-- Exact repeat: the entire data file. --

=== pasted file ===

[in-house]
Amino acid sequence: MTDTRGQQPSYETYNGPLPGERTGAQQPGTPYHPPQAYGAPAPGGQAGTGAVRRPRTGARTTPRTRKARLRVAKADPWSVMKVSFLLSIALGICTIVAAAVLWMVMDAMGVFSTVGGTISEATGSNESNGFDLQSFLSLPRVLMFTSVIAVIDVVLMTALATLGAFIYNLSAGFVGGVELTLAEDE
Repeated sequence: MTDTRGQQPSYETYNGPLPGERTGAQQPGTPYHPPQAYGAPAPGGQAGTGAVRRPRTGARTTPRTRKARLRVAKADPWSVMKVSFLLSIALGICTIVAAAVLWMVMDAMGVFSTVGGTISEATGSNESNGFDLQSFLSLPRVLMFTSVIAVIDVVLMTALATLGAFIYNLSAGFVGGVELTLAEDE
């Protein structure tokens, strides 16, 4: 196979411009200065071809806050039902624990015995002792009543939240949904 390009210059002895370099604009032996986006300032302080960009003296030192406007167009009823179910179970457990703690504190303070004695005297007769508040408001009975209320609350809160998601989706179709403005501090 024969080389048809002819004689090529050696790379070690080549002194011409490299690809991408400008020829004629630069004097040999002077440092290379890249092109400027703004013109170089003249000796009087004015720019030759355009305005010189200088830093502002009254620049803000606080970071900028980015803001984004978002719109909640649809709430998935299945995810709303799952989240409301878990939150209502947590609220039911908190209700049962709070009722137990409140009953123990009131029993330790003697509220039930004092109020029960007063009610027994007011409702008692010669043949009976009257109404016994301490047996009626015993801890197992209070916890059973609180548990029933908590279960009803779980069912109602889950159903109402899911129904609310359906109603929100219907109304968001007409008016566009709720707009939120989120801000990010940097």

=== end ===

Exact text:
[in-house]
Amino acid sequence: MTDTRGQQPSYETYNGPLPGERTGAQQPGTPYHPPQAYGAPAPGGQAGTGAVRRPRTGARTTPRTRKARLRVAKADPWSVMKVSFLLSIALGICTIVAAAVLWMVMDAMGVFSTVGGTISEATGSNESNGFDLQSFLSLPRVLMFTSVIAVIDVVLMTALATLGAFIYNLSAGFVGGVELTLAEDE
Repeated sequence: MTDTRGQQPSYETYNGPLPGERTGAQQPGTPYHPPQAYGAPAPGGQAGTGAVRRPRTGARTTPRTRKARLRVAKADPWSVMKVSFLLSIALGICTIVAAAVLWMVMDAMGVFSTVGGTISEATGSNESNGFDLQSFLSLPRVLMFTSVIAVIDVVLMTALATLGAFIYNLSAGFVGGVELTLAEDE
């Protein structure tokens, strides 16, 4: 196979411009200065071809806050039902624990015995002792009543939240949904 390009210059002895370099604009032996986006300032302080960009003296030192406007167009009823179910179970457990703690504190303070004695005297007769508040408001009975209320609350809160998601989706179709403005501090 024969080389048809002819004689090529050696790379070690080549002194011409490299690809991408400008020829004629630069004097040999002077440092290379890249092109400027703004013109170089003249000796009087004015720019030759355009305005010189200088830093502002009254620049803000606080970071900028980015803001984004978002719109909640649809709430998935299945995810709303799952989240409301878990939150209502947590609220039911908190209700049962709070009722137990409140009953123990009131029993330790003697509220039930004092109020029960007063009610027994007011409702008692010669043949009976009257109404016994301490047996009626015993801890197992209070916890059973609180548990029933908590279960009803779980069912109602889950159903109402899911129904609310359906109603929100219907109304968001007409008016566009709720707009939120989120801000990010940097």